Being a TA has helped throughout my Ph.D. I would highly recommend becoming a TA for the following reasons.
- You get paid.
- You learn teaching skills
- You strengthen your knowledge.
- It's good for the C.V.
First and foremost you need to fund your life and studies. Although being a TA might not offer the greatest of pay and may take a lot of time. It does seem to pay reasonably well for the amount of effort you have to put in.
Secondly but possibly one of the most underrated things about being a TA. You learn to communicate, and you learn to communicate and learn how to teach.
By communicate, I don't mean just how to improve your English, but how to engage with students. Teaching skills are great, and if you want to go into academia or wish to go in a role where you have to explain concepts to others this will come in handy.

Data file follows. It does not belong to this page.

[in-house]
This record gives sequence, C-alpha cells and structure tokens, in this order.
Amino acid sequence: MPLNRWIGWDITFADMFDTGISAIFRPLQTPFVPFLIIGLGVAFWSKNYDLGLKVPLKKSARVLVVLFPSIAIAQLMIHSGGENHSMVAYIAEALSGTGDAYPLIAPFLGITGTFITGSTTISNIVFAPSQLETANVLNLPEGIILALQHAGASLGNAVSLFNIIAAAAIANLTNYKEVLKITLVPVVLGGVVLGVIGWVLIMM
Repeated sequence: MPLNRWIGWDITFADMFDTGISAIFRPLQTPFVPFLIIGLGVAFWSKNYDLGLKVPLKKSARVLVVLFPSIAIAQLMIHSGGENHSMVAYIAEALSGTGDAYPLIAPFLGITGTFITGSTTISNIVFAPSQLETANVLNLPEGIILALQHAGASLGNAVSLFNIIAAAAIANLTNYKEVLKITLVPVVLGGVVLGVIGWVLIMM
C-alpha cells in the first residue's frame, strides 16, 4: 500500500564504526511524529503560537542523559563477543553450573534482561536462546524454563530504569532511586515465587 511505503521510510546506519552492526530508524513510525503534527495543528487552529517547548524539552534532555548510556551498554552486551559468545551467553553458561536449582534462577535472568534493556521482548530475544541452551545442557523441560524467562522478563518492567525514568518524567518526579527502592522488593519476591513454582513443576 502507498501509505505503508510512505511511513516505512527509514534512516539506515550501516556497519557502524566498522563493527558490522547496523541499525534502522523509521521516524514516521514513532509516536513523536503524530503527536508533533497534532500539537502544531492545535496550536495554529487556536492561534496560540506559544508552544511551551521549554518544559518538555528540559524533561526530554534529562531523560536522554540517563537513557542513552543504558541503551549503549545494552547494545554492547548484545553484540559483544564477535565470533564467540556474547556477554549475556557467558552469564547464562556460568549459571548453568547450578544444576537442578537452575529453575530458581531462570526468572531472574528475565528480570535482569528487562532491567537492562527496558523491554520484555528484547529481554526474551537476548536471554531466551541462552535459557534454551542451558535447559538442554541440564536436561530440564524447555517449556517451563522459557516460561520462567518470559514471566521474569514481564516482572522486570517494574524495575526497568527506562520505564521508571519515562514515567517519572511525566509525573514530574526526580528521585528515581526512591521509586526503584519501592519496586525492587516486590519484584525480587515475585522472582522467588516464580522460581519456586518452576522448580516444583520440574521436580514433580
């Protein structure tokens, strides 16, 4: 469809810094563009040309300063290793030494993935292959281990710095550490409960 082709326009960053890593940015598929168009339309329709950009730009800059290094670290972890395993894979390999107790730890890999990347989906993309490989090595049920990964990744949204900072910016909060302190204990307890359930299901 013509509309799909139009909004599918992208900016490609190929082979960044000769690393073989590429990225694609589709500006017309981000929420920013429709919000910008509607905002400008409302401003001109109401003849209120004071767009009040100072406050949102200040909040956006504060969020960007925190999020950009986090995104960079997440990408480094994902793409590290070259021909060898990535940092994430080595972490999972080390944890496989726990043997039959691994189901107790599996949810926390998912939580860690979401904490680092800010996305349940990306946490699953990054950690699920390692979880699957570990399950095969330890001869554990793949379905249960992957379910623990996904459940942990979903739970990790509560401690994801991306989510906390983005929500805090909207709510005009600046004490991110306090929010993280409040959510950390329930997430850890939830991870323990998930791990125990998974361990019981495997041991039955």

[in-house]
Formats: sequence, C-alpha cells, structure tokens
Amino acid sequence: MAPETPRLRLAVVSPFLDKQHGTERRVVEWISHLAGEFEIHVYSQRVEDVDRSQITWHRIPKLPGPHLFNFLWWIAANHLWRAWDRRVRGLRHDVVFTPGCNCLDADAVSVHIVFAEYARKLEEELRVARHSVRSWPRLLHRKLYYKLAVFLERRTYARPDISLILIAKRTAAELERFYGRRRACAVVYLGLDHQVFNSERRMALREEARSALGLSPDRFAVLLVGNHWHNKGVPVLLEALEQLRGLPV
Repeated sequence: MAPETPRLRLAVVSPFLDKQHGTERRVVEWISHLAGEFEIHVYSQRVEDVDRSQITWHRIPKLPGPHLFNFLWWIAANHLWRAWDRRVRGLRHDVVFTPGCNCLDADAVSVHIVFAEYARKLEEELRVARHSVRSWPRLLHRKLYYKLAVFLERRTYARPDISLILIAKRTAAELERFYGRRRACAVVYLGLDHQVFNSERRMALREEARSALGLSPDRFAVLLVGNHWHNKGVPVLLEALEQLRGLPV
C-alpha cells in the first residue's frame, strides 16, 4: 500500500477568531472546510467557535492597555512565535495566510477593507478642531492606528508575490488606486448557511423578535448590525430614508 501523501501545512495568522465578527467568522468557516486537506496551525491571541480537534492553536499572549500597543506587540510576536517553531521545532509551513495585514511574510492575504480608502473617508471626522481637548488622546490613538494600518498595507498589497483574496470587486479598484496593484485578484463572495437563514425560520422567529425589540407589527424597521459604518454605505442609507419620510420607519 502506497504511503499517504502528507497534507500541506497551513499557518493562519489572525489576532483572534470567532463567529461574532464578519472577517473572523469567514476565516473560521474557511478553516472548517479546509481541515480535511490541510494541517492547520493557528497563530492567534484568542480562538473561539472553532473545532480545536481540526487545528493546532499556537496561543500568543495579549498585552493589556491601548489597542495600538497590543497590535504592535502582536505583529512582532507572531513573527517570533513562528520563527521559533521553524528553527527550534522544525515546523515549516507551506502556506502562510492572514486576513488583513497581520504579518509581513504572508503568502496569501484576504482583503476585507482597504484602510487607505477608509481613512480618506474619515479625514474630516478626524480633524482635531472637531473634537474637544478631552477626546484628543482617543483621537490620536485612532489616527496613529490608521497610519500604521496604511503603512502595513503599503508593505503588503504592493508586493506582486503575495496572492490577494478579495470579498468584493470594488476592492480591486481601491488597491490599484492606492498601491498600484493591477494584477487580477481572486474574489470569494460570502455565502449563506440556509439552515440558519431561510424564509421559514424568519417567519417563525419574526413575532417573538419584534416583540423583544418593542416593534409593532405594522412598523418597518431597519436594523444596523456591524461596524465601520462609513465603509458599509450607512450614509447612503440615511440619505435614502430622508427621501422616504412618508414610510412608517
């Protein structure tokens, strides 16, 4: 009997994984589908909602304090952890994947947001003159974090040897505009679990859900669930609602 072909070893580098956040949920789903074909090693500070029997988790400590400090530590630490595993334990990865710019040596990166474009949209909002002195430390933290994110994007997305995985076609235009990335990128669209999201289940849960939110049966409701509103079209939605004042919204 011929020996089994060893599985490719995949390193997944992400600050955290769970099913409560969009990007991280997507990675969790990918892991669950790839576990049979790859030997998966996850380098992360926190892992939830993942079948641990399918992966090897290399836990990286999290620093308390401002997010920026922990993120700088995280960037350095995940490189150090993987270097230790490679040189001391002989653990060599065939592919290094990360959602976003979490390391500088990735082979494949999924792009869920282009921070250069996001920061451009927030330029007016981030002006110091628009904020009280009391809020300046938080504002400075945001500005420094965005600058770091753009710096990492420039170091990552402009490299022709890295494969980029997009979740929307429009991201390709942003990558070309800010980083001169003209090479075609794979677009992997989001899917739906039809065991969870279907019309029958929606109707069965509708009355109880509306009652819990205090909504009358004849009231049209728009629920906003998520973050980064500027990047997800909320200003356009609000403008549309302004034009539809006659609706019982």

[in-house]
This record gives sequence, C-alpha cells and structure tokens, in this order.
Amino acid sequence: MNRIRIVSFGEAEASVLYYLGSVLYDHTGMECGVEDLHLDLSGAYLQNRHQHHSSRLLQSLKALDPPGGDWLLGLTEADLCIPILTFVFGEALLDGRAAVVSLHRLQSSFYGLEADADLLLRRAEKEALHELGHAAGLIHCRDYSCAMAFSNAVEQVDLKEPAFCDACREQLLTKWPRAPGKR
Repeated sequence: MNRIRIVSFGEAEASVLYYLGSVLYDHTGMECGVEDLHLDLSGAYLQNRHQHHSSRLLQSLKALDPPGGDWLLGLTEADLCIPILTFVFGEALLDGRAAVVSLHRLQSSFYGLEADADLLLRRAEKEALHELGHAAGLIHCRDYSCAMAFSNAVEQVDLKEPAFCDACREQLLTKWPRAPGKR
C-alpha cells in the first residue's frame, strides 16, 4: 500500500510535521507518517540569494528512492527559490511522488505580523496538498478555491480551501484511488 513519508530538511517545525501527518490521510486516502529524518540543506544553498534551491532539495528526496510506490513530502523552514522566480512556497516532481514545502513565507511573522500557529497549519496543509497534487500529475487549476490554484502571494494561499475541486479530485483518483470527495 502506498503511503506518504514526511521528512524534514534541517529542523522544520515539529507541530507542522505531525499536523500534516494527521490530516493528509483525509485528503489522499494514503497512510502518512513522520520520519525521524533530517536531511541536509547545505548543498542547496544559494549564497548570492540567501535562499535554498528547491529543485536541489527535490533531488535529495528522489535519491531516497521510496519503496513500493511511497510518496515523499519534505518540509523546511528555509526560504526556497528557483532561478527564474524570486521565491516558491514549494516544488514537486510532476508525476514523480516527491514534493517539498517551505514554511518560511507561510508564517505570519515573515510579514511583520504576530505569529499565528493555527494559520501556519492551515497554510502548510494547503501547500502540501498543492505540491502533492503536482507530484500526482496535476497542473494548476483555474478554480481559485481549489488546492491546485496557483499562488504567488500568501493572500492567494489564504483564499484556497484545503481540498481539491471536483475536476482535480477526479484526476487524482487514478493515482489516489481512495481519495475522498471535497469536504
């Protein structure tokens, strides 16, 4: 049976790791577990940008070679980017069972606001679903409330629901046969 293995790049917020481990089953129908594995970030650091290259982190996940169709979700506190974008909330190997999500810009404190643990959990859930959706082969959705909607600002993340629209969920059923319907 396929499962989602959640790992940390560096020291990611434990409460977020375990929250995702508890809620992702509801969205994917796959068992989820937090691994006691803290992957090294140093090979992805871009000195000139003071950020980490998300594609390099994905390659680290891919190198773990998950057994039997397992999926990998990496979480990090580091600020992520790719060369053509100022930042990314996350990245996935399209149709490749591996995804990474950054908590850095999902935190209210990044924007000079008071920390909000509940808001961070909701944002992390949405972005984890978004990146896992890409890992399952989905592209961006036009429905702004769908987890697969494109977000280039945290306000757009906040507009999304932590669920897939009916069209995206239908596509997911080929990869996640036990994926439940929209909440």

OK, you're teaching at undergrad level. So you may think you know everything. You may actually be surprised that some undergrads may ask some really advanced level questions. Also you may find yourself recapping on some content which you just swept over in your own undergraduate degree. Recovering content, you could find you have a better understanding of it.
Since being a TA. I have had several offers to teach in academic and commercial organisations, and have become a visiting lecturer at another institution based on some of my TA activities.
In terms of cons:
Teaching, marking etc takes time. You may only be teaching for an hour of time, but actually its 4 hours worth of work. From preparing slides, teaching, marking coursework, meetings about students progress with academic staff etc.
I would suggest you give it a go, its only 10 hours after all. If you find it's too much you can always say that it's too much and you will be unable to continue being a TA as you feel your studies are suffering.
Best of luck and I hope this has been of some help.